Responding to Control Failures

Key considerations and responses following suspected insecticide failures:

1) Don’t panic! Do not automatically assume that the presence of live insects following an insecticide application is the result of an insecticide failure.

2) Examine the possible reasons that unsatisfactory control may have occurred. Control decisions should consider a wide range of variables that influence insecticide efficacy and damage potential: species complex, population density and age structure, application

timing, insecticide dosage rate, application methods and carriers, treatment evaluation timing, need for multiple applications, environmental conditions, and levels of insecticide resistance.

3) Under continuous pressure, multiple insecticide applications are required to reduce crop damage. Against high, sustained infestations, multiple close-interval (3 to 5 days) applications of recommended economical treatments are often more effective than applications of expensive mixtures at high rates applied at longer intervals.

4) Selected combinations of insecticides are recommended to manage tobacco budworms at discrete time periods throughout the growing season. Do not use excessive rates of one or more insecticides in these mixtures. Using more than the recommended rate may not improve control.

5) If a field failure is suspected to be due to insecticide resistance, do not reapply the same insecticide. Change to another class of insecticides or use mixtures of insecticides from different classes.

6) Do not apply insecticides to control tobacco budworms beyond the time the major portion of the crop is resistant to insect damage. Protecting fruit that will not be harvested is not cost-effective and further selects for insecticide resistance.

Classes of insecticides: Effective resistance management requires rotation among the various classes of available insecticide chemistry. Often when one insecticide in a class fails because of insecticide resistance, other insecticides in the same class will also be ineffective. Selection of an insecticide from a different class will improve the chances of obtaining control. Growers need to be very aware of the type of insecticide chemistry being used. Classes of insecticides recommended in this guide are identified by the following abbreviations:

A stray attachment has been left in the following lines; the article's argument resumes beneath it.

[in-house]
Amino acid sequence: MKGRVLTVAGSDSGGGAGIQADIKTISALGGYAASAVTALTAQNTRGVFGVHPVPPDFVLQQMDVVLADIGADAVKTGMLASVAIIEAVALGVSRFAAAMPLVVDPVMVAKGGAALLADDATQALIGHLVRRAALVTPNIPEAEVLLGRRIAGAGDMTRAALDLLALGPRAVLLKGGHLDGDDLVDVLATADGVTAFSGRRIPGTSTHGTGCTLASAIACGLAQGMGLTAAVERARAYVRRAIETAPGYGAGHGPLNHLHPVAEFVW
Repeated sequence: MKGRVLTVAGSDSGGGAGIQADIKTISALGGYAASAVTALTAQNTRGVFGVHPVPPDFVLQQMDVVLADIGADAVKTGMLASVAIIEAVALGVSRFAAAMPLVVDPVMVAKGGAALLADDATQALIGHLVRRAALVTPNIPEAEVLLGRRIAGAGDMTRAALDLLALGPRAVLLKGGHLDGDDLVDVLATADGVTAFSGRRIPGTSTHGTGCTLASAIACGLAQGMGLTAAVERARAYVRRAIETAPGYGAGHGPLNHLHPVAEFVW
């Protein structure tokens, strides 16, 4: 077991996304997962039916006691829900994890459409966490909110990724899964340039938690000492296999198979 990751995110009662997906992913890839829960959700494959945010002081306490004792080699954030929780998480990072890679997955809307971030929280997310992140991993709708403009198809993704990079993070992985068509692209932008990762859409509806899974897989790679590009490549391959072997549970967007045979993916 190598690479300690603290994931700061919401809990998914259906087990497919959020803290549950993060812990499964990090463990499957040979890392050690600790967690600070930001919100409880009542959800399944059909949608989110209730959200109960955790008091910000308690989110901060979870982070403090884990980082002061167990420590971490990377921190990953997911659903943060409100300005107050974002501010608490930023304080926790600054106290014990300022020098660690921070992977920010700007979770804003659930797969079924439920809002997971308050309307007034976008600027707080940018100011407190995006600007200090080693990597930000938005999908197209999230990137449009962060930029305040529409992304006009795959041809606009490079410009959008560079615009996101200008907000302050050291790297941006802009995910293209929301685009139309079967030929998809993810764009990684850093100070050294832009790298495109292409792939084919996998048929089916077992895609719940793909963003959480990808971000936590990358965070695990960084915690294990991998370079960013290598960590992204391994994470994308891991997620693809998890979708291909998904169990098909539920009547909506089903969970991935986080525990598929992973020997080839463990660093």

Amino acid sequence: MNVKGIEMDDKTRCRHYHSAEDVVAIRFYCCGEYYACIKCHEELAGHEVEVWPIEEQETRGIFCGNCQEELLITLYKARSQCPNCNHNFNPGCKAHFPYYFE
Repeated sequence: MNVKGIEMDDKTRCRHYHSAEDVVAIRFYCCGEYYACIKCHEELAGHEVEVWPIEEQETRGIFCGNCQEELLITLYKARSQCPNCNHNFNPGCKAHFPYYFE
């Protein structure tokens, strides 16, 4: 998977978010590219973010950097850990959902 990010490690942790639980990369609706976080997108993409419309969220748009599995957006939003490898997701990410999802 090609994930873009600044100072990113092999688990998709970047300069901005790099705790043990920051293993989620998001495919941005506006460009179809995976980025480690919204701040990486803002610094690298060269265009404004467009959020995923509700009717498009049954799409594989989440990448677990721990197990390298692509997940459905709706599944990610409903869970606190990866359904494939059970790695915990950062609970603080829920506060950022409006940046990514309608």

Avermectins – (AV)

Biologicals – (B)

Chloro-nicotinyl – (CN)

Carbamate – (C)

Diamides (D)

Insect Growth Regulators – (IGR)

METI-Acaricides (M)

Organophosphate – (OP)

Organochlorine – (OC)

Oxadiazine – (OX)

Pyrethroid – (P)

Pyridine Carboxamide – (PC)

Tetronic Acid – (TA)

Spinosyns – (SPN)

Terminating Insecticide Applications

In a normal, healthy crop, “cutout” is the point when Node Above White Flower averages 5 (NAWF = 5). In other words, cutout is the point when terminal growth slows to the point that the first position white flower is at the fifth node below the first “unfurled” leaf in the terminal. An unfurled leaf is about the size of a quarter. Sample at least ten plants per site from four representative

sites per field to determine average NAWF. Begin monitoring NAWF at weekly intervals shortly after first bloom.

Shift to twice weekly monitoring as NAWF counts begin to decline toward five. Begin monitoring daily heat unit (DD60s) accumulation on the day the crop reaches NAWF = 5.

Recent research has shown that growth and development in a normal, healthy crop are such that the last population of bolls that will effectively contribute to yield will be represented by those white blooms that are present at cutout (when the crop reaches NAWF = 5). Research has also shown that when these bolls accumulate 350 to 400 heat units (HU), or DD60s, they have a low

probability of sustaining economic damage from tarnished plant bugs (nymphs or adults) or from budworm/bollworm larvae that emerge after this point. erefore, control of tarnished plant bugs and budworms/bollworms can generally be terminated at nAWF = 5 + 350-400 HU (DD60s). Note, however, that threshold populations of larvae hatching before this point in the development

of the crop should be controlled. Also note that this guideline for terminating insecticide treatments applies primarily to bollworms and tobacco budworms and tarnished plant bugs.

Control of stinkbugs can be terminated at nAWF = 5 + 450 HU.

Control of fall armyworms can be terminated at nAWF = 5 + 500-550 HU.

Leaves help bolls mature, so protect the crop from excessive defoliation from pests such as loopers beyond the point of NAWF = 5 + 350 – 400 HUs.